I was directed to the above fun video by The New York Times‘ recap of the “Game of Thrones” season finale, which I watched almost in real time, having binge-watched, off and on, all the way from the first season, starting when HBO NOW came available in April.
Here’s that recap, and here’s the one from The Washington Post. Between the two, the NYT one is better, if “better” is defined as “more obsessive and exhaustive.” Although you may be interested that the Post also provides a second recap by someone who has actually read the books. (Must be nice to work at a paper that can afford to pay two writers to watch a TV show and go on and on about it. For that matter, it must be nice to still work at a paper.)
Now, SPOILER ALERT, in case any of y’all still haven’t gotten to that episode.
Some observations based on the latest, and for that matter the whole series:
- As the NYT observes, no more awkward dinner parties for Jon Snow. Which brings me to the key point about all this to me: From Ned Stark to his bastard son, this is not a series that I can ever love, because it will capriciously and sadistically kill anyone I am capable of having any admiration for at all. Although Brienne is still around. I think.
- And speaking of Brienne, why didn’t we get to see her kill Stannis, who so richly deserves it? This series now ranks in my mind as the most obscene in history. The very fact that anyone could even conceive of what happened to Stannis’ precious daughter, and then go ahead and depict it, sends my mind careening off into the darkness. Why, when we are “treated” to all kinds of graphic violence committed against far more admirable characters, are we cheated of the satisfaction of knowing for sure that this pretentious monster is dead?
- And speaking of pretension: Where are we supposed to grab ahold of this series politically (seeing as how what it is about is people maneuvering for political power)? Where are we supposed to stand? We know that, under the monarchical rules of succession, Stannis was indeed the rightful heir — but who ever rooted for him for even a moment in the course of this series? So who are we supposed to want to win the game?
- This season was at least a tad less adolescent than others, with fewer shots of gorgeous young female nudity. As though to make up for that, in the final episode Cersei is stripped naked and made to walk through the streets of King’s Landing for about a week and a half of screen time — although it’s fake, because they used a body double. And sorry, Beavis and Butthead, but there’s really nothing sexual about the scene. You remember when Jerry Seinfeld explained the difference between “good naked” and “bad naked”? Well, this was bad naked.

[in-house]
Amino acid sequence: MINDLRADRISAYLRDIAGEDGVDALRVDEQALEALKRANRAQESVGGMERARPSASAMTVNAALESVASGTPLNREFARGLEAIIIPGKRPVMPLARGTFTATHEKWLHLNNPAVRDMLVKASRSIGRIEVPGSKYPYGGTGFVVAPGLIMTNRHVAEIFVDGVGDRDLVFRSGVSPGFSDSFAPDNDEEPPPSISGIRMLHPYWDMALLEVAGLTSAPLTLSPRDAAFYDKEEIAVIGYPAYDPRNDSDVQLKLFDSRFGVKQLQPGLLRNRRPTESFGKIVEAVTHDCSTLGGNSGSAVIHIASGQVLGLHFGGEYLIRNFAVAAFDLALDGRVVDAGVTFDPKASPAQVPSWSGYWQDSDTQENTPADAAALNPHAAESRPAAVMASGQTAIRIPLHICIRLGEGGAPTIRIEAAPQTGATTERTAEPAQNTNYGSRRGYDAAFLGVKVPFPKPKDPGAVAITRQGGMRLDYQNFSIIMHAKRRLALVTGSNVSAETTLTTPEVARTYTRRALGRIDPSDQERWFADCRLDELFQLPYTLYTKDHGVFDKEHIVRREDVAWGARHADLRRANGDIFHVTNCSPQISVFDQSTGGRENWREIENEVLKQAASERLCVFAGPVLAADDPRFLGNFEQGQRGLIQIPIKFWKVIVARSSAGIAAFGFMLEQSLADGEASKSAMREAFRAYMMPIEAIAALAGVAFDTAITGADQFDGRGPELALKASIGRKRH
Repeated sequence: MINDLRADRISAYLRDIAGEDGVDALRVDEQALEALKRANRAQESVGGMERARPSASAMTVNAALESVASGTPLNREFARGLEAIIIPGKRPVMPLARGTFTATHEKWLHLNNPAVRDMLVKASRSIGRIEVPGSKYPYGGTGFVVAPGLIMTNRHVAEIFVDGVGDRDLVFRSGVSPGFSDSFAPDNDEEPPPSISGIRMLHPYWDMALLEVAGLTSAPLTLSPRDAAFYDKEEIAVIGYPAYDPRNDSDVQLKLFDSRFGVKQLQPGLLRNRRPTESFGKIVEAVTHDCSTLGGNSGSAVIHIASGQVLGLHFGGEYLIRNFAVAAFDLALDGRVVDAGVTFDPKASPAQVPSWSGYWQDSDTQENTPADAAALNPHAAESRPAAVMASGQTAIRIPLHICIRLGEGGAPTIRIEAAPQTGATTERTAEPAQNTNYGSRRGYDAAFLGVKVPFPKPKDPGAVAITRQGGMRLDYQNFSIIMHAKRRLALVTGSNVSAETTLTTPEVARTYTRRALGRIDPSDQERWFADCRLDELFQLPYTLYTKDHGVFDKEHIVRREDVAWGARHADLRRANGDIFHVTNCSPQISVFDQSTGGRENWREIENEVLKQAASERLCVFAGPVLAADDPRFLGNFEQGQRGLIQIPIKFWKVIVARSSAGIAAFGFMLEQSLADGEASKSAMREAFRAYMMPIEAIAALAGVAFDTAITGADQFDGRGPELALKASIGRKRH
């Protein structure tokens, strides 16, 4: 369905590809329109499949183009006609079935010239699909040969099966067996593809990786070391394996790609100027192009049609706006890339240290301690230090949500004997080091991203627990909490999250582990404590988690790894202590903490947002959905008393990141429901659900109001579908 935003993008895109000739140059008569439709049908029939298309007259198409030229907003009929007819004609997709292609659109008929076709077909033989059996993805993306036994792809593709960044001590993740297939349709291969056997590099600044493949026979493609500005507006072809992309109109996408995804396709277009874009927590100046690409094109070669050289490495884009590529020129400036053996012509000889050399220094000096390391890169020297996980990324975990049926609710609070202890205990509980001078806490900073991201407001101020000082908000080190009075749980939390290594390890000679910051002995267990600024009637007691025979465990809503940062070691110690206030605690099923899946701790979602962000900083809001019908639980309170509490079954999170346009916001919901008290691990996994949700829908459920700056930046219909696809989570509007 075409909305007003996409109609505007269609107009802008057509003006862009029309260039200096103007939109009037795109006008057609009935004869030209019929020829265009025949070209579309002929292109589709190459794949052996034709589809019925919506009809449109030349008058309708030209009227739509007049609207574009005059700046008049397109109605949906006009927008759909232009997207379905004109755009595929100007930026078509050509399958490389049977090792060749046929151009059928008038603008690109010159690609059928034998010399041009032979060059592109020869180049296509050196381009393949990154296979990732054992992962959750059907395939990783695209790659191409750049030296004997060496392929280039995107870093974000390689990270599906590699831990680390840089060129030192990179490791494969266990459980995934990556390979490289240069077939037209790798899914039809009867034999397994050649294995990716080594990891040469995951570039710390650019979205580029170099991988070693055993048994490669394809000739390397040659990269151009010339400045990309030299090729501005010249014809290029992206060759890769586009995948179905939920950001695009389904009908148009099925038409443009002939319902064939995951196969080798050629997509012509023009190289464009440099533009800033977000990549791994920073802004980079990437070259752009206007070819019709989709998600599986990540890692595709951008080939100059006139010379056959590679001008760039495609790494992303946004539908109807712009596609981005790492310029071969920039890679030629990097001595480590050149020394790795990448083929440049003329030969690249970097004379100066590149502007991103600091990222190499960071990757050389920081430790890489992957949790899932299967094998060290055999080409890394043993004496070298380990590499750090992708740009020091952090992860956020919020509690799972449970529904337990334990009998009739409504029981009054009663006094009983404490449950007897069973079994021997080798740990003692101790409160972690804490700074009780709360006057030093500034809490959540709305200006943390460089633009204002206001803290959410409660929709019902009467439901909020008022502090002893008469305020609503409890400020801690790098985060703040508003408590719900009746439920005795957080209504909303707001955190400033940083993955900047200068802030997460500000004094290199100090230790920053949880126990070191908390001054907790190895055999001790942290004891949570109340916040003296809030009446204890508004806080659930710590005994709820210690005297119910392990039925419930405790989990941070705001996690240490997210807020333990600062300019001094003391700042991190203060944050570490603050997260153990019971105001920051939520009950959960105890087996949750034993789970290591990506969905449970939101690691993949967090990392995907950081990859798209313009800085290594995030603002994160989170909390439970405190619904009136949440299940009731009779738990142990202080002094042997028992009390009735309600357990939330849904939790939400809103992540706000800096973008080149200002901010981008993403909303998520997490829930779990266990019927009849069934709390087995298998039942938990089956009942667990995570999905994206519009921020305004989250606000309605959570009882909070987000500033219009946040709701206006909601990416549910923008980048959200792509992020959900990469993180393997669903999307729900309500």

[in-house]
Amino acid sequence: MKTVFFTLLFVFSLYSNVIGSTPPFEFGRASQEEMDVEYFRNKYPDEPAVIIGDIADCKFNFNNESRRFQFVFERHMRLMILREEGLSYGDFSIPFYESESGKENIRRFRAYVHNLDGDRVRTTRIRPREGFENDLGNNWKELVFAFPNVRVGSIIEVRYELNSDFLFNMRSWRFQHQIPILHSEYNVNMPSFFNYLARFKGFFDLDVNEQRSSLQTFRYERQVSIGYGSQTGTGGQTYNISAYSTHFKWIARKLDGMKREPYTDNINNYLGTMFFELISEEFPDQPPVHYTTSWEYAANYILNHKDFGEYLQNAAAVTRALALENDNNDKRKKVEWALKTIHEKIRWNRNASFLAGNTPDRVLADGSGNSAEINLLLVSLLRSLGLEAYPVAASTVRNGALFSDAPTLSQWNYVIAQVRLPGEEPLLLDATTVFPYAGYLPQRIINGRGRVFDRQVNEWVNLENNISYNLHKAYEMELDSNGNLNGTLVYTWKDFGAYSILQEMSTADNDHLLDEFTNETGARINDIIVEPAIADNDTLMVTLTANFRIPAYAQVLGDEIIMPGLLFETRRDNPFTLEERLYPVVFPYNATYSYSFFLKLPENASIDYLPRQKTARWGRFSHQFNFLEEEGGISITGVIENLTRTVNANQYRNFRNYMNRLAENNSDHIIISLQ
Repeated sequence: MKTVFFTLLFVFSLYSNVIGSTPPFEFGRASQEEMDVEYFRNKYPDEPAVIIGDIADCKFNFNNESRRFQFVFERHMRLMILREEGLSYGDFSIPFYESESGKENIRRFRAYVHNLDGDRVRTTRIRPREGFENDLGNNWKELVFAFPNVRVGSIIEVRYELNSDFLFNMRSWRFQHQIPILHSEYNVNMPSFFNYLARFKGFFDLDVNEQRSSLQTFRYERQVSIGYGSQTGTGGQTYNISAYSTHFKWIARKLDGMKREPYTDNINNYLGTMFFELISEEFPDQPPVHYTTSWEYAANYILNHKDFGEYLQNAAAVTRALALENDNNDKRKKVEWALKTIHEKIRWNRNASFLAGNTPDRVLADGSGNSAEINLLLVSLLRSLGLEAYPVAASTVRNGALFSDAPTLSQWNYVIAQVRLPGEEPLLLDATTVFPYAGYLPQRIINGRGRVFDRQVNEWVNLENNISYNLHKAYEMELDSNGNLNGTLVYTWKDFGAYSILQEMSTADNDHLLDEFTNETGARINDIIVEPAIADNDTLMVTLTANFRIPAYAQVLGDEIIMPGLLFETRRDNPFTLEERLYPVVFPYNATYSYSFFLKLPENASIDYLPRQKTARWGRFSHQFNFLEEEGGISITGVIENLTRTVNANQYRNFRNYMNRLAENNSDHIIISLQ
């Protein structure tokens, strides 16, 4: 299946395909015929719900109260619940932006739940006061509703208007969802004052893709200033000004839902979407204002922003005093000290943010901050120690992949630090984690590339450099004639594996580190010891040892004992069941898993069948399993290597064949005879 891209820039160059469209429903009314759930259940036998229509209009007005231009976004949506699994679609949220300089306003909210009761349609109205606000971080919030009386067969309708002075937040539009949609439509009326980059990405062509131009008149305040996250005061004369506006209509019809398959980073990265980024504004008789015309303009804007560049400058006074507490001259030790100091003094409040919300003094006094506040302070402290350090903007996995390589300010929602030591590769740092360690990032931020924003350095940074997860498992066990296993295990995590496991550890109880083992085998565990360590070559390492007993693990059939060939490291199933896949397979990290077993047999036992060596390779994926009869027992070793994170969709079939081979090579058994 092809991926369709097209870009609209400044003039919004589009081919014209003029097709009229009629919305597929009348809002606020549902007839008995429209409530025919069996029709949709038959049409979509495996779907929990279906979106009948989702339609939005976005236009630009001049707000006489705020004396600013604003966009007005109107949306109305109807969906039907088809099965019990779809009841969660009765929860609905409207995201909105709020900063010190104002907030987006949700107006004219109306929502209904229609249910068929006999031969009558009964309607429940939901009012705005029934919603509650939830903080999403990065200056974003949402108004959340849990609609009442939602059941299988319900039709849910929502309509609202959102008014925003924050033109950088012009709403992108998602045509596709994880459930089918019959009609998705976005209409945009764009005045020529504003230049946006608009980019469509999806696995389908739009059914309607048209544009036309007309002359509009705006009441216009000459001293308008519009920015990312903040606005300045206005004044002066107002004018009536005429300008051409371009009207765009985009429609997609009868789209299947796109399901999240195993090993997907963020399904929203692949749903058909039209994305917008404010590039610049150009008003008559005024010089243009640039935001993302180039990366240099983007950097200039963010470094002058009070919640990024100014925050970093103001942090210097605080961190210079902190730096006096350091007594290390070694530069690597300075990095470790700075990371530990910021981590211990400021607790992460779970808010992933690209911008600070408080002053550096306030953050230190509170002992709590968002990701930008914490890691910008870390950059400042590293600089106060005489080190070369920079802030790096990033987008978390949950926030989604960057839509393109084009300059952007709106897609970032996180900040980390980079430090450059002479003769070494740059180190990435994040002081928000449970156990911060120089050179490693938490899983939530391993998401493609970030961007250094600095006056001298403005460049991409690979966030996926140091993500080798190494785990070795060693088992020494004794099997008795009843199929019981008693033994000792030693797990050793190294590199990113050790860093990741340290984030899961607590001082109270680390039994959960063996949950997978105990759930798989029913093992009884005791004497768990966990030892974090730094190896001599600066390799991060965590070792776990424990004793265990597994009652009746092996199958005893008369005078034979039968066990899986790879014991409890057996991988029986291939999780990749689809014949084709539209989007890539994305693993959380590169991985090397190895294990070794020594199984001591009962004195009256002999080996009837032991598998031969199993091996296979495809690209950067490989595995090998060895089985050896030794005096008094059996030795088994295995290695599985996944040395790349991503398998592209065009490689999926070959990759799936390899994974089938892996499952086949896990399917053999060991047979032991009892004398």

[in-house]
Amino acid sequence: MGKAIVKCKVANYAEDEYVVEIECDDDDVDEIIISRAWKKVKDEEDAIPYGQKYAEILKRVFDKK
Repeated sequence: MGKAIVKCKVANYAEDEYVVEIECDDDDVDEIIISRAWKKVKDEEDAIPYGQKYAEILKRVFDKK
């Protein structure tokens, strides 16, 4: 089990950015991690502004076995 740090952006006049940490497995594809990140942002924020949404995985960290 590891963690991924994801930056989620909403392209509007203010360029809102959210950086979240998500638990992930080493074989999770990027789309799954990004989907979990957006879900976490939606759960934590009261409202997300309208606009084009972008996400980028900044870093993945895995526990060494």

- Whatever happened to Bran Stark? You know, the kid we thought we were supposed to care so much about ever since the Kingslayer tossed him from the battlements in the very first episode of the series? I mean, he reached the end of his quest, had a mind-expanding experience (I think, but it’s been awhile), and then, nothing. He was last seen north of the Wall, where a good bit of this season’s action takes place, but no Bran. I looked it up and got an explanation, but it’s still weird.
- When, pray tell, does winter get here? For five seasons, we’ve been told it’s coming; it’s coming. Characters in the vicinity of The Wall always make like their running just half a step ahead of it. And we’re also led to believe that in this alternative universe, when it comes it will last for years. Well, it’s been five years since we were told to bundle up; where is it?
- How long does it take a Khaleesi to gather up her dragons, cross over to Westeros and start sorting these clowns out? Hasn’t that been the plan since the first season? She seemed to be doing well there for awhile, gathering up resources and gaining power on her way to the sea, but then she takes yet another city, and stops there and gets all bogged down in local politics. Here she had this awesome fighting force, advancing with Tarquin’s ravishing strides, and then… she takes up residence in a pyramid and lets the Unsullied wear themselves out rumbling with the local hoodlums. What’s the plan here, Mother of Dragons? What does policing Meereen have to do with taking back the Seven Kingdoms? Talk about mission creep…
That’s enough for now; I’m sure y’all have plenty of other stuff to say.
Bottom line: I watched this to find out what everybody was on about, and it was intriguing enough to keep me going to the present point. But it’s not as compelling as many people seem to think it is, and in many ways is quite flawed. It’s no “Breaking Bad,” or even a “Mad Men” or “Walking Dead.” It doesn’t come close to “The Wire,” and no way does it measure up to “The Sopranos,” HBO’s proudest achievement in fictional drama to date.
That’s my verdict, anyway.